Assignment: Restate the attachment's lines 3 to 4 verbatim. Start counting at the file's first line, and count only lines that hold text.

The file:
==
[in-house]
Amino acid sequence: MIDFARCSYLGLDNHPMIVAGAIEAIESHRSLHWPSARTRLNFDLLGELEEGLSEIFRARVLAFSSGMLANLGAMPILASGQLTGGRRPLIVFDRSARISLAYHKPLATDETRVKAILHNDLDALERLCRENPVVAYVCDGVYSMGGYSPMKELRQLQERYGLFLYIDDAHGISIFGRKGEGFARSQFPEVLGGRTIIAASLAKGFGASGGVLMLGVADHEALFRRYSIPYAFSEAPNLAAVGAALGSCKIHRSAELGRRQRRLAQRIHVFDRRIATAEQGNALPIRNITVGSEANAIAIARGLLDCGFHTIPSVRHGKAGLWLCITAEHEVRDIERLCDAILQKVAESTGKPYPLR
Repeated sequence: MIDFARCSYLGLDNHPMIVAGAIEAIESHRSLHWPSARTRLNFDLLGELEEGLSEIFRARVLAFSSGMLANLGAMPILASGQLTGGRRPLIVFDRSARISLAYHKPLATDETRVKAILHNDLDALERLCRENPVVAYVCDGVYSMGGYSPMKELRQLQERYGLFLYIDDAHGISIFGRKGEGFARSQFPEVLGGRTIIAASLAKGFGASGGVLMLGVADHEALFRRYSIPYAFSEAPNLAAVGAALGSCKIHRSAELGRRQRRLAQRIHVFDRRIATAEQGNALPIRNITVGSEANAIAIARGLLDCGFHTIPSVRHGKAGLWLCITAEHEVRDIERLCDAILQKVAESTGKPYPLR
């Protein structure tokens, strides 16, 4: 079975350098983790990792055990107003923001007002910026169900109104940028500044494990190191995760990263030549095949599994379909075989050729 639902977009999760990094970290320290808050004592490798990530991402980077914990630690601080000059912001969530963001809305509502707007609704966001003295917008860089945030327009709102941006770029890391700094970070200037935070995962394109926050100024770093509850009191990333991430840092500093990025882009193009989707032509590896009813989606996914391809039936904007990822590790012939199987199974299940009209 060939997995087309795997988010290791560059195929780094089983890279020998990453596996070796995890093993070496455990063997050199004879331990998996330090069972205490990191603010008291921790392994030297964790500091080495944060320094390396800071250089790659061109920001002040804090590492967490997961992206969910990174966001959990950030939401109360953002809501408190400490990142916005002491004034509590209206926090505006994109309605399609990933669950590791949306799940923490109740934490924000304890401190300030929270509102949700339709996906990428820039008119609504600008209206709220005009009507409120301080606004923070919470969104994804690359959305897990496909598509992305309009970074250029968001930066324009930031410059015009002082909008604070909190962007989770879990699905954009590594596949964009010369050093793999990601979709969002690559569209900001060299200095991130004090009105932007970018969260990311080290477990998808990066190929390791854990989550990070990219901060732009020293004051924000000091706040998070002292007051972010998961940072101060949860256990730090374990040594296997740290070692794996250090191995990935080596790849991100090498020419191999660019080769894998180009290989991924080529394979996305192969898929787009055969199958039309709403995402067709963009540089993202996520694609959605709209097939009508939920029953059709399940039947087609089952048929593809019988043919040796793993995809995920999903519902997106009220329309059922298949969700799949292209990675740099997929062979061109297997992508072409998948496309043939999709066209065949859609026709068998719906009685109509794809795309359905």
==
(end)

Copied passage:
Repeated sequence: MIDFARCSYLGLDNHPMIVAGAIEAIESHRSLHWPSARTRLNFDLLGELEEGLSEIFRARVLAFSSGMLANLGAMPILASGQLTGGRRPLIVFDRSARISLAYHKPLATDETRVKAILHNDLDALERLCRENPVVAYVCDGVYSMGGYSPMKELRQLQERYGLFLYIDDAHGISIFGRKGEGFARSQFPEVLGGRTIIAASLAKGFGASGGVLMLGVADHEALFRRYSIPYAFSEAPNLAAVGAALGSCKIHRSAELGRRQRRLAQRIHVFDRRIATAEQGNALPIRNITVGSEANAIAIARGLLDCGFHTIPSVRHGKAGLWLCITAEHEVRDIERLCDAILQKVAESTGKPYPLR
């Protein structure tokens, strides 16, 4: 079975350098983790990792055990107003923001007002910026169900109104940028500044494990190191995760990263030549095949599994379909075989050729 639902977009999760990094970290320290808050004592490798990530991402980077914990630690601080000059912001969530963001809305509502707007609704966001003295917008860089945030327009709102941006770029890391700094970070200037935070995962394109926050100024770093509850009191990333991430840092500093990025882009193009989707032509590896009813989606996914391809039936904007990822590790012939199987199974299940009209 060939997995087309795997988010290791560059195929780094089983890279020998990453596996070796995890093993070496455990063997050199004879331990998996330090069972205490990191603010008291921790392994030297964790500091080495944060320094390396800071250089790659061109920001002040804090590492967490997961992206969910990174966001959990950030939401109360953002809501408190400490990142916005002491004034509590209206926090505006994109309605399609990933669950590791949306799940923490109740934490924000304890401190300030929270509102949700339709996906990428820039008119609504600008209206709220005009009507409120301080606004923070919470969104994804690359959305897990496909598509992305309009970074250029968001930066324009930031410059015009002082909008604070909190962007989770879990699905954009590594596949964009010369050093793999990601979709969002690559569209900001060299200095991130004090009105932007970018969260990311080290477990998808990066190929390791854990989550990070990219901060732009020293004051924000000091706040998070002292007051972010998961940072101060949860256990730090374990040594296997740290070692794996250090191995990935080596790849991100090498020419191999660019080769894998180009290989991924080529394979996305192969898929787009055969199958039309709403995402067709963009540089993202996520694609959605709209097939009508939920029953059709399940039947087609089952048929593809019988043919040796793993995809995920999903519902997106009220329309059922298949969700799949292209990675740099997929062979061109297997992508072409998948496309043939999709066209065949859609026709068998719906009685109509794809795309359905």